- Published on Sunday, 29 July 2012 00:23
- Written by EMMANUEL MUGA
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As Kenya Broadcasting corporation (KBC) TV was building up to the opening ceremony, focusing on the country’s past legends and current stars, one non-Kenyan had to be featured for the programme to be relevant.
This is Tanzania ’s John Stevene Akhwari, who was described as the father of Olympic Spirit of Never Quit, believer in fair play and a person who embodies the values of Olympic Games that celebrate humanity. But as Olympic atmosphere was shaping up, this 74-year-old role model to young athletes and inspirational icon of nations was secluded away in a cold village in Mbulu District.
He wasn’t invited to attend Team Tanzania was being flagged-off ceremony at Kempiski Hotel in Dar es Salaam ahead of their trip to London nor did he merit a mention, when the Tanzania Olympic Committee (TOC) Secretary General, Filibert Bayi, introduced the country’s Olympians.
Marathoner Akhwari represented Tanzania at the Olympic Games in Mexico. He was in the leading pack at 30 kilometre point, when something happened to him. He cramped up due to the high altitude of the city. He had trained in Dar es Salaam in run up to the games. He fell badly wounding his knee but he continued running, finishing last among the 57 competitors who completed the race (75 had started). The winner of the marathon, Mamo Wolde of Ethiopia, finished in 2:20:26. Akhwari finished in 3:25:27.
This was subsequently said of him: Out of the cold darkness he came. John Stephen Akhwari of Tanzania entered at the far end of the stadium, pain hobbling his every step, his leg bloody and bandaged. The winner of the marathon had been declared over an hour earlier. Only a few spectators remained. But the lone runner pressed on. “As he crossed the finish line, the small crowd roared out its appreciation. Afterward, a reporter asked the runner why he had not retired from the race, since he had no chance of winning. He seemed confused by the question.
Finally, he answered: “My country did not send me to Mexico City to start the race. They sent me to finish.” This famous quote is what made Akhwari famous and adored around the world except in his country, Tanzania. Sitting in his small sitting room of his generationold family house, Mzee Akhwari holds a collection of trophies, certificates, newspaper cuttings and medals he won in the 60s as he narrates his long athletics career that spanned 18 years.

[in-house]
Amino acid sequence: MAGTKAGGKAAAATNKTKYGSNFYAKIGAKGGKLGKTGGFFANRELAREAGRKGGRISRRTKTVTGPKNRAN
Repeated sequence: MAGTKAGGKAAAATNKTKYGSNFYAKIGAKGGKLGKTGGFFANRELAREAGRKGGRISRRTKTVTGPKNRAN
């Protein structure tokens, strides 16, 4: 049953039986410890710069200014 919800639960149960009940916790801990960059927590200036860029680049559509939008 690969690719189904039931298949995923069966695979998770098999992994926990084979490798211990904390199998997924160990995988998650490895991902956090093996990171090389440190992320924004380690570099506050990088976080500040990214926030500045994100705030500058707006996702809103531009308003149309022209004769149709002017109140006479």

Mzee Akhwari still remembers what happened before and during those famous Olympic Games in 1968. “We participated in a regional athletics competition in Kampala before going to Mexico . In Kampala I came first, beating Mamo Wolde of Ethiopia, who was eventual winner in Mexico ,” he told me. “In Mexico I was confident of winning the race. We started the race but after 30 kilometres my muscles cramped and I fell down.
First aid people came and bandaged me and asked me to abandon the race and be taken to a standby ambulance. I refused, I told them I will run slowly till I finish the race,” he says. “There were few people remaining in the stadium, they applauded me, then a reporter came to me and asked me why I had not abandoned the race, I said my country did not send me to start the race but to finish it.” The world was awed but his country did not take note.
“I remained in Mexico for two weeks undergoing treatment before returning. But upon arrival, nobody bothered to ask us what had happened and nobody cared about the circumstances of our participation. This country only appreciates you when you come back with a medal,” he adds. In run up to the games, the team trained at low attitude in Dar es Salaam , which was a factor in its failure, says Mzee Akhwari.
To him, Tanzania does not learn from past mistakes. The Team Tanzania for Olympic Games also trained at sea level in Kibaha instead of preparing at high attitude to master endurance and speed. His country does not care but the world does. He was invited to the 2000 Olympics in Sydney, Australia, where he was honoured for his Olympic spirit. He went to Beijing as a goodwill ambassador in preparation for the 2008 Games.
He was the Olympic Torchbearer in Dar es Salaam in run up to the Games in Beijing , was also invited to Mali by Africa Athletics Association last year to receive an award. Mzee Akhwari says he was also invited to South Africa in 2010 in run up to the World Cup but his invitation was delayed. He had been invited in recognition of his inspirational role he could play during the tournament. How did his long athletics journey start and end?
In 1958 a colonial district commissioner in Mbulu organized activities to celebrate Queen’s Coronation Day. The 20-year-old Akhwari turned up to participate in a running event. He participated in a 14-km race and upon finishing it, he was given a bottle of Coke. From then on there was no turning back.
After Independence in 1962 he represented Tanzania at world athletics competition in Athens, Greece , where he won a silver medal and went on to win medals in regional and Commonwealth Games before his Mexico Olympic debut. In 1980 he was the manager of Team Tanzania that participated in the Olympic Games in Moscow.
The team went on to win silver medals through Filibert Bayi (3000m steeple chase) and Suleiman Nyambui (5000m). “I trained the team for one year before the Games, you could see why we came back with medals,” he says. This is John Stevene Akhwari, an Olympic legend and a patriot, who is recognized around the world but hardly receives a mention in Tanzania.